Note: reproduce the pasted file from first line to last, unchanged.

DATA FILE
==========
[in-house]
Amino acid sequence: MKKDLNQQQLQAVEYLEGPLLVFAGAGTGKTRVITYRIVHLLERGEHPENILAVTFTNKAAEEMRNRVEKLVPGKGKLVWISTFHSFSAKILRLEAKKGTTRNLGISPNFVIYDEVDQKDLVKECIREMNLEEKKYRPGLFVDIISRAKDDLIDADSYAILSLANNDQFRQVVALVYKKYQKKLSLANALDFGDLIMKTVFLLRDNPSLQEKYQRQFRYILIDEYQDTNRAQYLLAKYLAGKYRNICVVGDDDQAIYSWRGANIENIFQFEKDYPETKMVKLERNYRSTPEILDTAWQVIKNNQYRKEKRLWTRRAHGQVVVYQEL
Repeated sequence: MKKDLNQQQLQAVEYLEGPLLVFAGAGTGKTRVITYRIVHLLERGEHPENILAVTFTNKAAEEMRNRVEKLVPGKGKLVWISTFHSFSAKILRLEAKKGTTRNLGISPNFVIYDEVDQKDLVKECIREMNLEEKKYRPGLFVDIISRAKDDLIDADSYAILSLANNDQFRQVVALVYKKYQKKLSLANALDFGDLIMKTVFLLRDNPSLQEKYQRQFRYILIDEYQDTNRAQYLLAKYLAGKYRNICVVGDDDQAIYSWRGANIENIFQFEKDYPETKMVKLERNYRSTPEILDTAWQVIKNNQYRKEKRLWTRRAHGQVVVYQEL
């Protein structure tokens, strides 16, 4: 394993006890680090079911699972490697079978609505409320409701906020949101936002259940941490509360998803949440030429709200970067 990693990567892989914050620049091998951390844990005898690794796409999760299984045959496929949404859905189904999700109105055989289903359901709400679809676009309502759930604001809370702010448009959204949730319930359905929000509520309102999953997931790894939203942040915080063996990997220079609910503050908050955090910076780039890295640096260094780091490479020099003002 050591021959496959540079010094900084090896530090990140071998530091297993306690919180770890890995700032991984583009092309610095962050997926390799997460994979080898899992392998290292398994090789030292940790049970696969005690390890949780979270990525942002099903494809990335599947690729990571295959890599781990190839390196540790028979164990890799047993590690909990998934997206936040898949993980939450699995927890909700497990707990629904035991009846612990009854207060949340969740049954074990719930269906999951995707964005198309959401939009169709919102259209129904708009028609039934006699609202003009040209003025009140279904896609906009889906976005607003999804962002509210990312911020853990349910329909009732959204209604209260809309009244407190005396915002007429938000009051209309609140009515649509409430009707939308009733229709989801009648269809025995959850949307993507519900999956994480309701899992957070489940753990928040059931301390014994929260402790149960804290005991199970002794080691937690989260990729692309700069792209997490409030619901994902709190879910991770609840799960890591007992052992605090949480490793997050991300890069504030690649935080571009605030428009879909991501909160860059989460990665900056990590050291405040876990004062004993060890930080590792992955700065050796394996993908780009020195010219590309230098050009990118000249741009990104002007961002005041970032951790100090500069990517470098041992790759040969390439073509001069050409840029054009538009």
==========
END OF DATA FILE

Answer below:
[in-house]
Amino acid sequence: MKKDLNQQQLQAVEYLEGPLLVFAGAGTGKTRVITYRIVHLLERGEHPENILAVTFTNKAAEEMRNRVEKLVPGKGKLVWISTFHSFSAKILRLEAKKGTTRNLGISPNFVIYDEVDQKDLVKECIREMNLEEKKYRPGLFVDIISRAKDDLIDADSYAILSLANNDQFRQVVALVYKKYQKKLSLANALDFGDLIMKTVFLLRDNPSLQEKYQRQFRYILIDEYQDTNRAQYLLAKYLAGKYRNICVVGDDDQAIYSWRGANIENIFQFEKDYPETKMVKLERNYRSTPEILDTAWQVIKNNQYRKEKRLWTRRAHGQVVVYQEL
Repeated sequence: MKKDLNQQQLQAVEYLEGPLLVFAGAGTGKTRVITYRIVHLLERGEHPENILAVTFTNKAAEEMRNRVEKLVPGKGKLVWISTFHSFSAKILRLEAKKGTTRNLGISPNFVIYDEVDQKDLVKECIREMNLEEKKYRPGLFVDIISRAKDDLIDADSYAILSLANNDQFRQVVALVYKKYQKKLSLANALDFGDLIMKTVFLLRDNPSLQEKYQRQFRYILIDEYQDTNRAQYLLAKYLAGKYRNICVVGDDDQAIYSWRGANIENIFQFEKDYPETKMVKLERNYRSTPEILDTAWQVIKNNQYRKEKRLWTRRAHGQVVVYQEL
């Protein structure tokens, strides 16, 4: 394993006890680090079911699972490697079978609505409320409701906020949101936002259940941490509360998803949440030429709200970067 990693990567892989914050620049091998951390844990005898690794796409999760299984045959496929949404859905189904999700109105055989289903359901709400679809676009309502759930604001809370702010448009959204949730319930359905929000509520309102999953997931790894939203942040915080063996990997220079609910503050908050955090910076780039890295640096260094780091490479020099003002 050591021959496959540079010094900084090896530090990140071998530091297993306690919180770890890995700032991984583009092309610095962050997926390799997460994979080898899992392998290292398994090789030292940790049970696969005690390890949780979270990525942002099903494809990335599947690729990571295959890599781990190839390196540790028979164990890799047993590690909990998934997206936040898949993980939450699995927890909700497990707990629904035991009846612990009854207060949340969740049954074990719930269906999951995707964005198309959401939009169709919102259209129904708009028609039934006699609202003009040209003025009140279904896609906009889906976005607003999804962002509210990312911020853990349910329909009732959204209604209260809309009244407190005396915002007429938000009051209309609140009515649509409430009707939308009733229709989801009648269809025995959850949307993507519900999956994480309701899992957070489940753990928040059931301390014994929260402790149960804290005991199970002794080691937690989260990729692309700069792209997490409030619901994902709190879910991770609840799960890591007992052992605090949480490793997050991300890069504030690649935080571009605030428009879909991501909160860059989460990665900056990590050291405040876990004062004993060890930080590792992955700065050796394996993908780009020195010219590309230098050009990118000249741009990104002007961002005041970032951790100090500069990517470098041992790759040969390439073509001069050409840029054009538009």